University of California

Control of potassium deficiency syndrome in cotton by soil solarization


William L. Weir
Richard H. Garber
James J. Stapleton
Reuben Felix-Gastelum
Roland J. Wakeman
James E. DeVay

Authors Affiliations

William L. Weir is Farm Advisor, University of California Cooperative Extension, Merced County; Richard H. Garber is Plant Pathologist, U.S. Cotton Research Station, Shafter; James J. Stapleton is Area IPM Specialist, UC Cooperative Extension, Stanislaus County; Reuben Felix-Gastelum is Research Assistant, Department of Plant Pathology, UC Davis; Roland J. Wakeman is Staff Research Associate, Department of Plant Pathology, UC Davis; James E. DeVay is Professor, Department of Plant Pathology, UC Davis.

Publication Information

Hilgardia 43(3):26-28. DOI:10.3733/ca.v043n03p26. May 1989.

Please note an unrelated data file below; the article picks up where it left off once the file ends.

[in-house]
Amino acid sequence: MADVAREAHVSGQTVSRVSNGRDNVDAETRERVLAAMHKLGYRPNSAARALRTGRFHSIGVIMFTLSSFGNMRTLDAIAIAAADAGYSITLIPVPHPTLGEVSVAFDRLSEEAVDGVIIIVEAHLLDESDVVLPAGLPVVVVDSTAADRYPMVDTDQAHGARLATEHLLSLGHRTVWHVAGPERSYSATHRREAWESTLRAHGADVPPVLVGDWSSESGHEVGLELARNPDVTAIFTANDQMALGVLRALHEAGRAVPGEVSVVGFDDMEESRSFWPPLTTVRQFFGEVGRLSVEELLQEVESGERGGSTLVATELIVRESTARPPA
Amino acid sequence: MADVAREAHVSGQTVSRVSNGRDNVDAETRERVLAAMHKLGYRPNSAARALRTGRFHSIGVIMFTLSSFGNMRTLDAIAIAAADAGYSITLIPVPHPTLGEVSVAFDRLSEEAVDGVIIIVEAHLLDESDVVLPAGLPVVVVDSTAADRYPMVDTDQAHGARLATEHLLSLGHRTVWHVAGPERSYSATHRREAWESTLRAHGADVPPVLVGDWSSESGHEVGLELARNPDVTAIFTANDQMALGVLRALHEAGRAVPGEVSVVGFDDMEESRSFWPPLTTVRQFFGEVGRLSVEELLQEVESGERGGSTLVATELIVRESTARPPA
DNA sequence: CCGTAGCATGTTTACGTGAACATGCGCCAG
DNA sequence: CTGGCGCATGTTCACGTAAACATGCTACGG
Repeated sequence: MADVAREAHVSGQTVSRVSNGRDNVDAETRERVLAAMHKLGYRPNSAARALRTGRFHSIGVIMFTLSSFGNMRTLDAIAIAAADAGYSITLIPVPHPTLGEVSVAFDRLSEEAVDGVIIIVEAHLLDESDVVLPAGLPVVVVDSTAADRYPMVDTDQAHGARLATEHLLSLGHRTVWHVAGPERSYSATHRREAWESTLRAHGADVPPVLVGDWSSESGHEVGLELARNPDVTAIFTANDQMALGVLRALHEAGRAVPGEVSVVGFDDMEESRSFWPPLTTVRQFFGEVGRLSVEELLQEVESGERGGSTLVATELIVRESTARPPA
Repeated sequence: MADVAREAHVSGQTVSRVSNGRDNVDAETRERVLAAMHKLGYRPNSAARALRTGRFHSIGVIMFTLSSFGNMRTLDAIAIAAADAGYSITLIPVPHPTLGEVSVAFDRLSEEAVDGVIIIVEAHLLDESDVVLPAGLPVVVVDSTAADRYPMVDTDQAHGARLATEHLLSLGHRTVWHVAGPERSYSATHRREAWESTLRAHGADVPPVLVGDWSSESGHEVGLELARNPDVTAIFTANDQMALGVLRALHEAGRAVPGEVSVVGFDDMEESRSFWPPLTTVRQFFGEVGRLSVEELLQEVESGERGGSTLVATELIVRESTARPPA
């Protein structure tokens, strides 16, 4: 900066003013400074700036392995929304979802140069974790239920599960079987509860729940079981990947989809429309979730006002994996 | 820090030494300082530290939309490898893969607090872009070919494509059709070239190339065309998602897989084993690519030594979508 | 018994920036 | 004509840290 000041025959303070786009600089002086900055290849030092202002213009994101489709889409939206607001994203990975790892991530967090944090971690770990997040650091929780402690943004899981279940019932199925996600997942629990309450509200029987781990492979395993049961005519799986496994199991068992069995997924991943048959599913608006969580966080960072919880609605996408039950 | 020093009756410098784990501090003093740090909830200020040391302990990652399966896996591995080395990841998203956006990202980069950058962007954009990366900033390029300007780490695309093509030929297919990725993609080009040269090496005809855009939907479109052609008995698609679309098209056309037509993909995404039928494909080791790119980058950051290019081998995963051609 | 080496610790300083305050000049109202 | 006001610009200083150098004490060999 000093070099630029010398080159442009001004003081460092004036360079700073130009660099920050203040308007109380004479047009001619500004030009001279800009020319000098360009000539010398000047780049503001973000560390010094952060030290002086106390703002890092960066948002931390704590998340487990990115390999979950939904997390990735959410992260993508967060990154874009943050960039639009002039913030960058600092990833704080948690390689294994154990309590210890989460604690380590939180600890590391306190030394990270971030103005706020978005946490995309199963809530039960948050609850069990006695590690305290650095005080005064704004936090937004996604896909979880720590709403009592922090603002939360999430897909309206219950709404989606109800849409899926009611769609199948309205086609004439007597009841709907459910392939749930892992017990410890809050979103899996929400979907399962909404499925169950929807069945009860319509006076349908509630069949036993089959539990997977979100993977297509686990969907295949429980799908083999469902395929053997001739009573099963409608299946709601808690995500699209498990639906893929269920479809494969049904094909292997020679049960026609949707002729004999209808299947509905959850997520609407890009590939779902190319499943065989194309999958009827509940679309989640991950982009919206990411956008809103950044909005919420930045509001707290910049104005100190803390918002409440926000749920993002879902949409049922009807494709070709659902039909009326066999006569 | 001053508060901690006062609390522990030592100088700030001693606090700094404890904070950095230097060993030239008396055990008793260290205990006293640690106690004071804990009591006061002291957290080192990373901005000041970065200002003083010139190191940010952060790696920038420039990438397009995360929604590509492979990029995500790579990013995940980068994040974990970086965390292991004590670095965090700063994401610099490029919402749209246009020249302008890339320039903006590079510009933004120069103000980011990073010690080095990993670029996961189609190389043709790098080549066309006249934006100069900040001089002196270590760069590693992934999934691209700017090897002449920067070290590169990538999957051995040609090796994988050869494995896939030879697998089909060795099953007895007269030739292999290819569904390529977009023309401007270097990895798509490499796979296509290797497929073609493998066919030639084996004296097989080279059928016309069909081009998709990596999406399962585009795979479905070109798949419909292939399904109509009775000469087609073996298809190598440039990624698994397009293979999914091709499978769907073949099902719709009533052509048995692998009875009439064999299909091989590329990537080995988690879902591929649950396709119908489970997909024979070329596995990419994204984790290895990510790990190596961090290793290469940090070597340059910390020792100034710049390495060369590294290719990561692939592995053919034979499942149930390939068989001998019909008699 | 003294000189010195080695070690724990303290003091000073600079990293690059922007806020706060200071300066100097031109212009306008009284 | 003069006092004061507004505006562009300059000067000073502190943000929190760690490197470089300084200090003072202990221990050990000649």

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Potassium-deficiency symptoms in cotton are widespread in California and become most apparent in leaves during heavy demand by developing bolls. Potassium fertilizers may reduce the problem, but the main cause may be pathogenic organisms in the soil. Soil solarization, which controls soilborne pathogens of cotton, also controls the potassium deficiency problem without appreciable changes in the availability of potassium to cotton roots.

Weir W, Garber R, Stapleton J, Felix-Gastelum R, Wakeman R, DeVay J. 1989. Control of potassium deficiency syndrome in cotton by soil solarization. Hilgardia 43(3):26-28. DOI:10.3733/ca.v043n03p26
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